Coaxial cables are designed with a central conductor, wrapped into a dielectric insulating foil which is further surrounded by a copper shield to prevent Electromagnetic interference EMI. These layers are enclosed in a protective plastic jacket. Shielding from EMI has earned coaxial cable a reputation for transferring data quickly without much damage. They are preferred over fibre optics because they are comparatively more flexible, durable and inexpensive.
Coaxial cables have found their application in various fields from aerospace and military assemblies, internet and tv connections and many others. For varying applications, coaxial cables are designed differently to meet the requirements and standards set by relevant consumers. A change in thickness of different layers and sheets in the cable greatly alter the properties of cable and thus varying diameter size of the cable are suitable for different applications.
Different coaxial cable sizes are used for varying applications however you must keep in mind that coaxial cables are not suitable for long-distance transmission. Coaxial cables are not designed to take signals for a longer distance and thus signal leakage over the distance is a shortcoming. In simple words, if the coaxial cable is 50 feet or longer you will experience a significant amount of signal loss. If the cable length is 100 feet you one-third of the signal will be lost during transmission resulting in poor transmission. That being cleared out, let’s discuss different sizes of coaxial cable that are suitable for various applications.
Types of coaxial cable
Impedance is the measure of resistance in the cable to the flow of electrical energy which is measured in units of Ohm. Based on the impedance of coaxial cables, they are categorized into two main types:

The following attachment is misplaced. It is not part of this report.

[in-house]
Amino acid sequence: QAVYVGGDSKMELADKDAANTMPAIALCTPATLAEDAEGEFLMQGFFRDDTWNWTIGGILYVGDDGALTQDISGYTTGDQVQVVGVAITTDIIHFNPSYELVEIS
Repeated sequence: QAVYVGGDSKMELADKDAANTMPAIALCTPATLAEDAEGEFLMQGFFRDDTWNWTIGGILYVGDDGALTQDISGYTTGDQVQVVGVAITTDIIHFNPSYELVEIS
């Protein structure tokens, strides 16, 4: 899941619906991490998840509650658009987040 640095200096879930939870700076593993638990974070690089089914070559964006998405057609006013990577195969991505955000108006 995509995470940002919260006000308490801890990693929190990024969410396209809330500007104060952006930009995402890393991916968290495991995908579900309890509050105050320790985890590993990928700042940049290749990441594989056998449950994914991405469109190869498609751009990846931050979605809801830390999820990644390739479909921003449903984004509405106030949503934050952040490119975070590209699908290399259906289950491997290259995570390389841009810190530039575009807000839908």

- 75 Ohm impedance cables are suitable for transmitting video signals
- 50 Ohm impedance cables are better suited for data and wireless communications
RF coaxial cable
These cables are designed to transmit radio frequency signals. They can be recognised by a single pin which plugs into the RF input on a device. RF cables are popularly used as standard input cable on TV sets. .
They are designed for better signal quality with larger conductors and thicker dielectric insulation. Due to their distinct shielding, they can handle GHz level signals more effectively. These are thin cables with smaller diameters, which makes them easy to install in walls and ceilings.
It is similar in design to RG-6, except it has an even thinner central conductor. It is an ideal candidate for domestic use, short runs and low-frequency transmissions.
This is the thickest of all other coaxial cables and hence it is somewhat difficult to install, however with higher attenuation level than any other coaxial cable, it is most suitable for long-distance transmissions.
With all this information on different types of cables, you will be better able to understand what type of cable will be more suitable for your system assembly. If you still have any questions or need further guidance regarding purchasing the right coaxial cable feel free to approach us. We deal with the best quality coaxial cables.